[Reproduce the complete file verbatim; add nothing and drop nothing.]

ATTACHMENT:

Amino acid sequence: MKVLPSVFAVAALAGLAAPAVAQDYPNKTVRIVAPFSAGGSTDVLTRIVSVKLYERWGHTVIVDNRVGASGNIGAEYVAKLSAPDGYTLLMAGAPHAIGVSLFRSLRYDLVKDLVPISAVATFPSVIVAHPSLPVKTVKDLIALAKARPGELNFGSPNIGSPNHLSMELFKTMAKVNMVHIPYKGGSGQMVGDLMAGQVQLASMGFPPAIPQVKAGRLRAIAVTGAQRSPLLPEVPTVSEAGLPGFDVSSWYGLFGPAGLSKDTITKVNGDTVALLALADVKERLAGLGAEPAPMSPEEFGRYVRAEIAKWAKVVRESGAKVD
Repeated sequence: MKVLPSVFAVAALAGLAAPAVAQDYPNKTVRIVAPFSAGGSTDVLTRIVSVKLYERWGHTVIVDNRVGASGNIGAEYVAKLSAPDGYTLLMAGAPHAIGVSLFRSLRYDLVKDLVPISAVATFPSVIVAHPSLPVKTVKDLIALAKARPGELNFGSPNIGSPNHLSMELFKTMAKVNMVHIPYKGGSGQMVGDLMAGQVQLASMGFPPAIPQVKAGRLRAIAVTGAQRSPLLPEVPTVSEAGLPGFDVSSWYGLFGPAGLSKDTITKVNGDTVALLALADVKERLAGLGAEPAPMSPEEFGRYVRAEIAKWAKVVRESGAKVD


Amino acid sequence: MKVLPSVFAVAALAGLAAPAVAQDYPNKTVRIVAPFSAGGSTDVLTRIVSVKLYERWGHTVIVDNRVGASGNIGAEYVAKLSAPDGYTLLMAGAPHAIGVSLFRSLRYDLVKDLVPISAVATFPSVIVAHPSLPVKTVKDLIALAKARPGELNFGSPNIGSPNHLSMELFKTMAKVNMVHIPYKGGSGQMVGDLMAGQVQLASMGFPPAIPQVKAGRLRAIAVTGAQRSPLLPEVPTVSEAGLPGFDVSSWYGLFGPAGLSKDTITKVNGDTVALLALADVKERLAGLGAEPAPMSPEEFGRYVRAEIAKWAKVVRESGAKVD
Repeated sequence: MKVLPSVFAVAALAGLAAPAVAQDYPNKTVRIVAPFSAGGSTDVLTRIVSVKLYERWGHTVIVDNRVGASGNIGAEYVAKLSAPDGYTLLMAGAPHAIGVSLFRSLRYDLVKDLVPISAVATFPSVIVAHPSLPVKTVKDLIALAKARPGELNFGSPNIGSPNHLSMELFKTMAKVNMVHIPYKGGSGQMVGDLMAGQVQLASMGFPPAIPQVKAGRLRAIAVTGAQRSPLLPEVPTVSEAGLPGFDVSSWYGLFGPAGLSKDTITKVNGDTVALLALADVKERLAGLGAEPAPMSPEEFGRYVRAEIAKWAKVVRESGAKVD